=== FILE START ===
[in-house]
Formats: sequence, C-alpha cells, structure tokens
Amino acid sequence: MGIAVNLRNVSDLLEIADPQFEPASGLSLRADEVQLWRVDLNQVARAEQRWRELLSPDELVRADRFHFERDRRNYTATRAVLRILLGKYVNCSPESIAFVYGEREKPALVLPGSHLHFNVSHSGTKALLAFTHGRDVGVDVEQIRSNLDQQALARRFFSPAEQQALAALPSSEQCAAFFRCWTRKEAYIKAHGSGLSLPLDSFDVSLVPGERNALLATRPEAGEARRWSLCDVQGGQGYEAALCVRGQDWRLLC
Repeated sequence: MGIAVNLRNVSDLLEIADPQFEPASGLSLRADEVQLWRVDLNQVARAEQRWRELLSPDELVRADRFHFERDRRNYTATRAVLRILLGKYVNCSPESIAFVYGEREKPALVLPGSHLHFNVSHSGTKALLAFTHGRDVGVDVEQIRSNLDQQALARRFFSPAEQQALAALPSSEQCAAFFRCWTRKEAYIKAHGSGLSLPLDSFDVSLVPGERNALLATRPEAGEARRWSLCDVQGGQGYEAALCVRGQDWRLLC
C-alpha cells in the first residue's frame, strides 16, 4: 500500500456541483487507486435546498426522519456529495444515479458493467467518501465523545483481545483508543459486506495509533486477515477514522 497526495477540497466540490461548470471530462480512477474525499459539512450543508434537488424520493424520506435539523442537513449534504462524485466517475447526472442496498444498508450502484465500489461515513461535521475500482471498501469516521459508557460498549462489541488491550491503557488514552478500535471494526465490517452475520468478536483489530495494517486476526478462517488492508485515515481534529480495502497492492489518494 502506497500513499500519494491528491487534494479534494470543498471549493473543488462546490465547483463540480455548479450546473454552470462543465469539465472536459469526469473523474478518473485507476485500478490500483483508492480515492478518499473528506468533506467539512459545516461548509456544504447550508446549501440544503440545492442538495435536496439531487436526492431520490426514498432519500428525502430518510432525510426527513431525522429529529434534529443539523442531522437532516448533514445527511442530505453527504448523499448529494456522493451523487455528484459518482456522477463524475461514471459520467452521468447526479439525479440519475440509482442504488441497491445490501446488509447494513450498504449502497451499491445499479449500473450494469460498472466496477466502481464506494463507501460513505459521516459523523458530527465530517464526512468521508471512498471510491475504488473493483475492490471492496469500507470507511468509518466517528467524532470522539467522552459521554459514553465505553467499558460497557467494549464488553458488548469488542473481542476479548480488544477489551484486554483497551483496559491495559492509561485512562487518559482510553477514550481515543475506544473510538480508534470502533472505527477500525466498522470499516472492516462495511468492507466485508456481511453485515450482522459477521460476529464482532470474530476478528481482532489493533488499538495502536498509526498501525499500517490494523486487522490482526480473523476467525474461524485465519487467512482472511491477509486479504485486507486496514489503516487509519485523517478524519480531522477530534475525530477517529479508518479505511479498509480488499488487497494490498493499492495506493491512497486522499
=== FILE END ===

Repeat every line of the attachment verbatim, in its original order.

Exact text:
[in-house]
Formats: sequence, C-alpha cells, structure tokens
Amino acid sequence: MGIAVNLRNVSDLLEIADPQFEPASGLSLRADEVQLWRVDLNQVARAEQRWRELLSPDELVRADRFHFERDRRNYTATRAVLRILLGKYVNCSPESIAFVYGEREKPALVLPGSHLHFNVSHSGTKALLAFTHGRDVGVDVEQIRSNLDQQALARRFFSPAEQQALAALPSSEQCAAFFRCWTRKEAYIKAHGSGLSLPLDSFDVSLVPGERNALLATRPEAGEARRWSLCDVQGGQGYEAALCVRGQDWRLLC
Repeated sequence: MGIAVNLRNVSDLLEIADPQFEPASGLSLRADEVQLWRVDLNQVARAEQRWRELLSPDELVRADRFHFERDRRNYTATRAVLRILLGKYVNCSPESIAFVYGEREKPALVLPGSHLHFNVSHSGTKALLAFTHGRDVGVDVEQIRSNLDQQALARRFFSPAEQQALAALPSSEQCAAFFRCWTRKEAYIKAHGSGLSLPLDSFDVSLVPGERNALLATRPEAGEARRWSLCDVQGGQGYEAALCVRGQDWRLLC
C-alpha cells in the first residue's frame, strides 16, 4: 500500500456541483487507486435546498426522519456529495444515479458493467467518501465523545483481545483508543459486506495509533486477515477514522 497526495477540497466540490461548470471530462480512477474525499459539512450543508434537488424520493424520506435539523442537513449534504462524485466517475447526472442496498444498508450502484465500489461515513461535521475500482471498501469516521459508557460498549462489541488491550491503557488514552478500535471494526465490517452475520468478536483489530495494517486476526478462517488492508485515515481534529480495502497492492489518494 502506497500513499500519494491528491487534494479534494470543498471549493473543488462546490465547483463540480455548479450546473454552470462543465469539465472536459469526469473523474478518473485507476485500478490500483483508492480515492478518499473528506468533506467539512459545516461548509456544504447550508446549501440544503440545492442538495435536496439531487436526492431520490426514498432519500428525502430518510432525510426527513431525522429529529434534529443539523442531522437532516448533514445527511442530505453527504448523499448529494456522493451523487455528484459518482456522477463524475461514471459520467452521468447526479439525479440519475440509482442504488441497491445490501446488509447494513450498504449502497451499491445499479449500473450494469460498472466496477466502481464506494463507501460513505459521516459523523458530527465530517464526512468521508471512498471510491475504488473493483475492490471492496469500507470507511468509518466517528467524532470522539467522552459521554459514553465505553467499558460497557467494549464488553458488548469488542473481542476479548480488544477489551484486554483497551483496559491495559492509561485512562487518559482510553477514550481515543475506544473510538480508534470502533472505527477500525466498522470499516472492516462495511468492507466485508456481511453485515450482522459477521460476529464482532470474530476478528481482532489493533488499538495502536498509526498501525499500517490494523486487522490482526480473523476467525474461524485465519487467512482472511491477509486479504485486507486496514489503516487509519485523517478524519480531522477530534475525530477517529479508518479505511479498509480488499488487497494490498493499492495506493491512497486522499